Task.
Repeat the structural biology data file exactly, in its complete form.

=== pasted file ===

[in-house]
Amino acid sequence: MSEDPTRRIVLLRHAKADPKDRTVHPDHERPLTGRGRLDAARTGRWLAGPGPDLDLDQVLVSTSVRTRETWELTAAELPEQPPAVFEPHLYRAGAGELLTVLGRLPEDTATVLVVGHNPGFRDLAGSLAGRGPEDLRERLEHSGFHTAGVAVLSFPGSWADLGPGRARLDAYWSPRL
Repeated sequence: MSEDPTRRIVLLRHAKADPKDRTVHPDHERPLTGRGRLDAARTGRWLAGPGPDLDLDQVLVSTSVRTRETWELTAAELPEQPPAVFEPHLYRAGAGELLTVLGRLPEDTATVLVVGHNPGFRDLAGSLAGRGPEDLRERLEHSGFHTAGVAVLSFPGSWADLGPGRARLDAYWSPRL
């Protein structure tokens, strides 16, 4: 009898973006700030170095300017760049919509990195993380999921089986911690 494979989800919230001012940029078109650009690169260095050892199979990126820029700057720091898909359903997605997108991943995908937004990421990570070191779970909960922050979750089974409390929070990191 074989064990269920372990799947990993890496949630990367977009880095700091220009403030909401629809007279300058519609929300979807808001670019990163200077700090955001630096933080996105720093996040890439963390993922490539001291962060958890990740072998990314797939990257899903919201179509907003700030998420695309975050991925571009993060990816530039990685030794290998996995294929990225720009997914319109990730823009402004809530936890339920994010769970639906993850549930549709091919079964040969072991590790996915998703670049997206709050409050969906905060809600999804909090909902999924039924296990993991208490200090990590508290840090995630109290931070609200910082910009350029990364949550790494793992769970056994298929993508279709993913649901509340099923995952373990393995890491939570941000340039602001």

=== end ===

[in-house]
Amino acid sequence: MSEDPTRRIVLLRHAKADPKDRTVHPDHERPLTGRGRLDAARTGRWLAGPGPDLDLDQVLVSTSVRTRETWELTAAELPEQPPAVFEPHLYRAGAGELLTVLGRLPEDTATVLVVGHNPGFRDLAGSLAGRGPEDLRERLEHSGFHTAGVAVLSFPGSWADLGPGRARLDAYWSPRL
Repeated sequence: MSEDPTRRIVLLRHAKADPKDRTVHPDHERPLTGRGRLDAARTGRWLAGPGPDLDLDQVLVSTSVRTRETWELTAAELPEQPPAVFEPHLYRAGAGELLTVLGRLPEDTATVLVVGHNPGFRDLAGSLAGRGPEDLRERLEHSGFHTAGVAVLSFPGSWADLGPGRARLDAYWSPRL
């Protein structure tokens, strides 16, 4: 009898973006700030170095300017760049919509990195993380999921089986911690 494979989800919230001012940029078109650009690169260095050892199979990126820029700057720091898909359903997605997108991943995908937004990421990570070191779970909960922050979750089974409390929070990191 074989064990269920372990799947990993890496949630990367977009880095700091220009403030909401629809007279300058519609929300979807808001670019990163200077700090955001630096933080996105720093996040890439963390993922490539001291962060958890990740072998990314797939990257899903919201179509907003700030998420695309975050991925571009993060990816530039990685030794290998996995294929990225720009997914319109990730823009402004809530936890339920994010769970639906993850549930549709091919079964040969072991590790996915998703670049997206709050409050969906905060809600999804909090909902999924039924296990993991208490200090990590508290840090995630109290931070609200910082910009350029990364949550790494793992769970056994298929993508279709993913649901509340099923995952373990393995890491939570941000340039602001």